Apple Caught Not Paying Its Taxes

By Jennifer Hollohan | Published


Bad news from overseas regulators continues to plague Apple. The latest hit to the tech giant comes from Japan. Tokyo authorities say the company owes a hefty tax bill.

Japan has a consumption tax, which consumers pay at the point of purchase. It is similar to the US sales tax on the surface. But there is a marked difference. 

Under the law, retailers do not have to charge the consumption tax to one specific group of individuals. According to 9TO5Mac, “Japan offers tax-free shopping to tourists staying in the country for less than six months.” So, up until recently, Apple Japan retailers did not charge tourists for that tax. 

“‘Japan has made inbound tourism and consumption a centerpiece of its growth strategy since 2012, expanding flight slots and duty-free stores,'” Nikkei writes. ‘Tax-free purchases, a measure of foreign visitors’ appetite for shopping, set a third straight yearly record in 2019 at over 340 billion yen, the Japan Department Stores Association reported.'” Based on that, there doesn’t appear to be a problem with Apple’s policies regarding tourists.

But there is a catch. Some shoppers that received exemptions from the consumption tax got caught making bulk purchases. One of those transactions included a customer who purchased hundreds of handsets.

Authorities believe those transactions pointed to possible resellers. And resellers are not exempt from the consumption tax. So, “Authorities in Tokyo are asking Apple to pay $98 million in back taxes after incorrectly exempting foreign tourists and resellers from a consumption tax.”

However, that back tax bill is in US dollars. In local currency, the total amounts to 13 billion yen. And even at that jaw-dropping amount, it is only a drop in the bucket.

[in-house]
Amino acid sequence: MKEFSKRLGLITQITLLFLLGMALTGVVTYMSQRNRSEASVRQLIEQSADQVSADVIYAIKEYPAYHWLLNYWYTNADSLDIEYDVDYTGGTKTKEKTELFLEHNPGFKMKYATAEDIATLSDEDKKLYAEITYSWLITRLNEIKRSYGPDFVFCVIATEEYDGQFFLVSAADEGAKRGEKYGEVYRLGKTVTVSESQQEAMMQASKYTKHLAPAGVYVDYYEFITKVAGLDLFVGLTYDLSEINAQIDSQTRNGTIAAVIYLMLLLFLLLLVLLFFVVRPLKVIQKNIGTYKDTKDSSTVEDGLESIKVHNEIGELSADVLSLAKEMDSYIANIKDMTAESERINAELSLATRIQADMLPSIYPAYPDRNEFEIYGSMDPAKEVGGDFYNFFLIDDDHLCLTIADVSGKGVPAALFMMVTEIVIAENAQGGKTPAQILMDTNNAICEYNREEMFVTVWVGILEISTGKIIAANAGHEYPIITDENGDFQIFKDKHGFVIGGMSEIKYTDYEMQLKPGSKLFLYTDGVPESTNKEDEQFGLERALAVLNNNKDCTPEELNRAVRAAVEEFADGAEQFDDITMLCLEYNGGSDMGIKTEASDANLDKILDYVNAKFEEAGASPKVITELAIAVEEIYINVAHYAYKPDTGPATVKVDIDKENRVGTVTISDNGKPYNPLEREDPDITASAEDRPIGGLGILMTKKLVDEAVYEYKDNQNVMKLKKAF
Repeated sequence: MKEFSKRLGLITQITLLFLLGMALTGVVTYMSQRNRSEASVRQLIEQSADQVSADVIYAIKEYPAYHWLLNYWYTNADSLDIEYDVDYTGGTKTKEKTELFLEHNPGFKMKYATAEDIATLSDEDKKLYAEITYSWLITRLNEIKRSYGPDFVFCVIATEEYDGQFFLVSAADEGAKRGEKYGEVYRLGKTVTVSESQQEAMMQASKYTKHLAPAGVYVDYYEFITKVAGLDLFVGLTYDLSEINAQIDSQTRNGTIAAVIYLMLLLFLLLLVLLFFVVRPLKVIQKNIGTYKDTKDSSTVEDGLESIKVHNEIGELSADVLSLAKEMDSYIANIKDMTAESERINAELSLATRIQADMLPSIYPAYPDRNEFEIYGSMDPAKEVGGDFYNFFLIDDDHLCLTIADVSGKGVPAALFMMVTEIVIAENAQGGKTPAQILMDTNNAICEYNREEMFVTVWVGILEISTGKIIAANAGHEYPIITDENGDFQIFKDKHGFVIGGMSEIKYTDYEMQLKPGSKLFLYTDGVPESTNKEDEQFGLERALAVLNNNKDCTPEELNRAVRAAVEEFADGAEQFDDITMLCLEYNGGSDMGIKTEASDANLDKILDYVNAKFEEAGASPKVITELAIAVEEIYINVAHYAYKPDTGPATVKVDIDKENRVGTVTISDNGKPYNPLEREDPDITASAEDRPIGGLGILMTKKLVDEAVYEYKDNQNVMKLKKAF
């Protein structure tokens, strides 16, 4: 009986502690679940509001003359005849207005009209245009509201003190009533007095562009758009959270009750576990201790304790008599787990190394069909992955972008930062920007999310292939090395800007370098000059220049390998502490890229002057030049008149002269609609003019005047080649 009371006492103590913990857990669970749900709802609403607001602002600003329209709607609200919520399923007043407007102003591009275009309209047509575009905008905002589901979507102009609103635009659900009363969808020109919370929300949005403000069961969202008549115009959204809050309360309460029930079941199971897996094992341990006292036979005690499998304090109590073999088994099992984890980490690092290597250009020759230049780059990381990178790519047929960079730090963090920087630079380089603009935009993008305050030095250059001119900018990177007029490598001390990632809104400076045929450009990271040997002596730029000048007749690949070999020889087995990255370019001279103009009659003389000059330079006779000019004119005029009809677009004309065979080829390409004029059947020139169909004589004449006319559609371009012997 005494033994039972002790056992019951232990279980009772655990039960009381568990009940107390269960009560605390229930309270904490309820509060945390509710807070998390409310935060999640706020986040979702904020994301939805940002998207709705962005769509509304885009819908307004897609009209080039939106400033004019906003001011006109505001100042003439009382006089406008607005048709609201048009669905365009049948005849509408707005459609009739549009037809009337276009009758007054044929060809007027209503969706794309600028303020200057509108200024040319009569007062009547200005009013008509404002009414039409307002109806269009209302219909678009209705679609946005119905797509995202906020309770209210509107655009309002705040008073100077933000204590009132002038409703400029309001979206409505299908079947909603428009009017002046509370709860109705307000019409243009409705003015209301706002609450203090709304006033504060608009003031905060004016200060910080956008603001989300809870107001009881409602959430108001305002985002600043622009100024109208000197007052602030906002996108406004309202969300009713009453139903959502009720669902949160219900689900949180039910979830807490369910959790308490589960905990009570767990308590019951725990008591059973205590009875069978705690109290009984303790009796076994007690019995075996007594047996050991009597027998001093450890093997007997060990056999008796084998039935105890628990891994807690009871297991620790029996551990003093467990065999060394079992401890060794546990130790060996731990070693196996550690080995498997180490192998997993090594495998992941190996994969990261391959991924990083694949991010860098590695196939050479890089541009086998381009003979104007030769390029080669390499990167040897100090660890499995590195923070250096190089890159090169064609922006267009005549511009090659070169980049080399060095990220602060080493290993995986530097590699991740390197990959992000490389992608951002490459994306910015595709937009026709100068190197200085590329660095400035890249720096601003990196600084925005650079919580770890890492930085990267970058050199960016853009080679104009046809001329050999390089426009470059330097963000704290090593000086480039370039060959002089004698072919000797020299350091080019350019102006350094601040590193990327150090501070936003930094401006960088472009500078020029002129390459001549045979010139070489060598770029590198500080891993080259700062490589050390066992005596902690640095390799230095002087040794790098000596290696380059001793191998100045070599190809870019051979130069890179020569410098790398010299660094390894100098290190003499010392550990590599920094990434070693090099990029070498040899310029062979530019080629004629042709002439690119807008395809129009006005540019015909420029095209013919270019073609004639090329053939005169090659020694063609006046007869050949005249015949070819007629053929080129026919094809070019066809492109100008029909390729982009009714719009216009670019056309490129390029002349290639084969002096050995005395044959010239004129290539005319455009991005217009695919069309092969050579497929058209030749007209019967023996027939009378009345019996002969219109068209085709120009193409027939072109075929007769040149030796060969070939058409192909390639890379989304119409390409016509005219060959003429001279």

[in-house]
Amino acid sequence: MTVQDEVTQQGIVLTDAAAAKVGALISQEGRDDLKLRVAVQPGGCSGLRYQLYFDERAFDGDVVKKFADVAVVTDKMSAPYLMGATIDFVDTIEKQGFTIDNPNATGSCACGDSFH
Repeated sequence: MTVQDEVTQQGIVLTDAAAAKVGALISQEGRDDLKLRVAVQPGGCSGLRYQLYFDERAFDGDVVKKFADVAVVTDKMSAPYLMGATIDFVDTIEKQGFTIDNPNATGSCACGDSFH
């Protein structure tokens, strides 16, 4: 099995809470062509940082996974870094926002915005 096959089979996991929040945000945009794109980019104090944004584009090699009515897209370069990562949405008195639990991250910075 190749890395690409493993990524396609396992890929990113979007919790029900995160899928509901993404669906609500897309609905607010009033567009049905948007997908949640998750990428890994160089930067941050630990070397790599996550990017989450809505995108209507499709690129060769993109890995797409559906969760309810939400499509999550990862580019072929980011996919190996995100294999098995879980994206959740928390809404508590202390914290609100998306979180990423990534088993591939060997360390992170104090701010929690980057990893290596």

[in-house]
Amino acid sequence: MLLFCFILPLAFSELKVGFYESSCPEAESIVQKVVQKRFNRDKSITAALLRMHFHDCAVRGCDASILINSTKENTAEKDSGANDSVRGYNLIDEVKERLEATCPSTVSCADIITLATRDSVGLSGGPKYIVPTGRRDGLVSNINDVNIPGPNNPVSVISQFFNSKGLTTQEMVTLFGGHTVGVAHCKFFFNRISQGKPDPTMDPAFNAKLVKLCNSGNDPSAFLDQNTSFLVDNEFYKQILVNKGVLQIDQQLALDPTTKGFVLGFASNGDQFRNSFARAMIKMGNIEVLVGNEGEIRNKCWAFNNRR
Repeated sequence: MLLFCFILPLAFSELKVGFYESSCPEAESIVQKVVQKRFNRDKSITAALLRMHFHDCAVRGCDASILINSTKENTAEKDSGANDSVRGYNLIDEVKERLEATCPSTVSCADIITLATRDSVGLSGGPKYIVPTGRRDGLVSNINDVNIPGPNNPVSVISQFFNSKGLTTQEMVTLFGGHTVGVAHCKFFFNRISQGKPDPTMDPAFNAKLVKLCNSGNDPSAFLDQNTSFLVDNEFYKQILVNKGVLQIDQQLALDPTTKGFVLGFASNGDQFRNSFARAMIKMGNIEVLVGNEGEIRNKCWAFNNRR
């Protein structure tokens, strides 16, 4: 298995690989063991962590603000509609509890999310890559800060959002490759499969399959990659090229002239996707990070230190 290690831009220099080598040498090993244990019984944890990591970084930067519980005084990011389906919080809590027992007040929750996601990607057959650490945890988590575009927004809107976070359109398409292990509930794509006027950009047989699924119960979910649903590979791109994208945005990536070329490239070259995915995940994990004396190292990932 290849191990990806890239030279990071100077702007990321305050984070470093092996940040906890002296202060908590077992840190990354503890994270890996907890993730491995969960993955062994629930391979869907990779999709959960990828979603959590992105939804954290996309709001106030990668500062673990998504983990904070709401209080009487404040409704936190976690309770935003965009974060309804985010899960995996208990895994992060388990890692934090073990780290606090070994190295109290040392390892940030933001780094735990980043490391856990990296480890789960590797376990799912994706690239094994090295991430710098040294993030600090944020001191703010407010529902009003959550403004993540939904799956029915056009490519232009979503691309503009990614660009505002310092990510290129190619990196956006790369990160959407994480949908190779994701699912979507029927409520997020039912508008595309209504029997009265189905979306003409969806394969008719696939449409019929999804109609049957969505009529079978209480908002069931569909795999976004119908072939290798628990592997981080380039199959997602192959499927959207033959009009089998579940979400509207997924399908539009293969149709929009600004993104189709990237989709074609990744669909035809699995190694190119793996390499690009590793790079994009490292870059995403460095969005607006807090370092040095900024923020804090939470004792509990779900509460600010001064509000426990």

Overall, unpaid consumption taxes in Japan total over 100 billion yen. And Apple is not the only company that received a sizable tax bill. Authorities hit two other retailers with similar bills over the last year. 

As far as Apple is concerned, the bill hurts but does not cause a major dent in profits. Apple Japan saw $26 billion in sales in 2022. And the company has already taken steps to rectify the misstep.

The company has supposedly filed an amendment request to adjust its tax return. Additionally, it halted all tax-free purchases in June. It is unclear whether or not they will resume tourist tax exemptions after the current trouble gets sorted.

These tax woes come on the heels of a major blow dealt to the company by the European Union. The EU is poised to pass a law requiring Apple to allow third-party app stores on its devices. And while that is good news for consumers, it does not bode well for the tech giant.

But the EU is not alone. “Japan authorities have also recently pressured Apple to support multiple app stores for iPhone.” However, even if the company complies, it may not help.

The Apple app store has seen dramatic revenue losses in many nations, including Japan. Its tight hold on app store purchases may soon come to an end. And while the company may not welcome the news of increased competition, consumers certainly will.